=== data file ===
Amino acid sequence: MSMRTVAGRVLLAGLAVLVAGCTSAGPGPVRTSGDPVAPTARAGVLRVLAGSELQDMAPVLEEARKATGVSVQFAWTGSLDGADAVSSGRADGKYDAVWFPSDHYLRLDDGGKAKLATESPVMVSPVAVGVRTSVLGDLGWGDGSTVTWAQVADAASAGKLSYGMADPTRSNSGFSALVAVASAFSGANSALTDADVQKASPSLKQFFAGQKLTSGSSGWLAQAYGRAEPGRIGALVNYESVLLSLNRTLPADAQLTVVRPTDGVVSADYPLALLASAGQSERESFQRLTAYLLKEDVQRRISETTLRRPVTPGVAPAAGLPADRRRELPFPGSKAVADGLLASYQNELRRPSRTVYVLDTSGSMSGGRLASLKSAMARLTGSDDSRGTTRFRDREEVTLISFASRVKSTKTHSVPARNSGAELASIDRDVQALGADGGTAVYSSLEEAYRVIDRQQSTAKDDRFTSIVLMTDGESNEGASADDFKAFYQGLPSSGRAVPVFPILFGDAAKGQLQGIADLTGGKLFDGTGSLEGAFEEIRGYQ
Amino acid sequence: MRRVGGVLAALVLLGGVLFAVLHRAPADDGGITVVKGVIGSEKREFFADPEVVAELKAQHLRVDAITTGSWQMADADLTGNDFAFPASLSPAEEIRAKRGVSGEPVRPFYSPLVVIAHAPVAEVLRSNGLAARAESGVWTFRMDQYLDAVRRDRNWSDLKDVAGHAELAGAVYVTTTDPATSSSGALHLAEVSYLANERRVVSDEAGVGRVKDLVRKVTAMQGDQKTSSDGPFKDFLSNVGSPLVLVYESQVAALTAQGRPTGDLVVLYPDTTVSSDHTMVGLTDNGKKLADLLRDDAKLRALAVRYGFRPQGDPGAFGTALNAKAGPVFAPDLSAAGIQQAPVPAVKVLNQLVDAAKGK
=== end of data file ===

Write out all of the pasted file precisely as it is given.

Amino acid sequence: MSMRTVAGRVLLAGLAVLVAGCTSAGPGPVRTSGDPVAPTARAGVLRVLAGSELQDMAPVLEEARKATGVSVQFAWTGSLDGADAVSSGRADGKYDAVWFPSDHYLRLDDGGKAKLATESPVMVSPVAVGVRTSVLGDLGWGDGSTVTWAQVADAASAGKLSYGMADPTRSNSGFSALVAVASAFSGANSALTDADVQKASPSLKQFFAGQKLTSGSSGWLAQAYGRAEPGRIGALVNYESVLLSLNRTLPADAQLTVVRPTDGVVSADYPLALLASAGQSERESFQRLTAYLLKEDVQRRISETTLRRPVTPGVAPAAGLPADRRRELPFPGSKAVADGLLASYQNELRRPSRTVYVLDTSGSMSGGRLASLKSAMARLTGSDDSRGTTRFRDREEVTLISFASRVKSTKTHSVPARNSGAELASIDRDVQALGADGGTAVYSSLEEAYRVIDRQQSTAKDDRFTSIVLMTDGESNEGASADDFKAFYQGLPSSGRAVPVFPILFGDAAKGQLQGIADLTGGKLFDGTGSLEGAFEEIRGYQ
Amino acid sequence: MRRVGGVLAALVLLGGVLFAVLHRAPADDGGITVVKGVIGSEKREFFADPEVVAELKAQHLRVDAITTGSWQMADADLTGNDFAFPASLSPAEEIRAKRGVSGEPVRPFYSPLVVIAHAPVAEVLRSNGLAARAESGVWTFRMDQYLDAVRRDRNWSDLKDVAGHAELAGAVYVTTTDPATSSSGALHLAEVSYLANERRVVSDEAGVGRVKDLVRKVTAMQGDQKTSSDGPFKDFLSNVGSPLVLVYESQVAALTAQGRPTGDLVVLYPDTTVSSDHTMVGLTDNGKKLADLLRDDAKLRALAVRYGFRPQGDPGAFGTALNAKAGPVFAPDLSAAGIQQAPVPAVKVLNQLVDAAKGK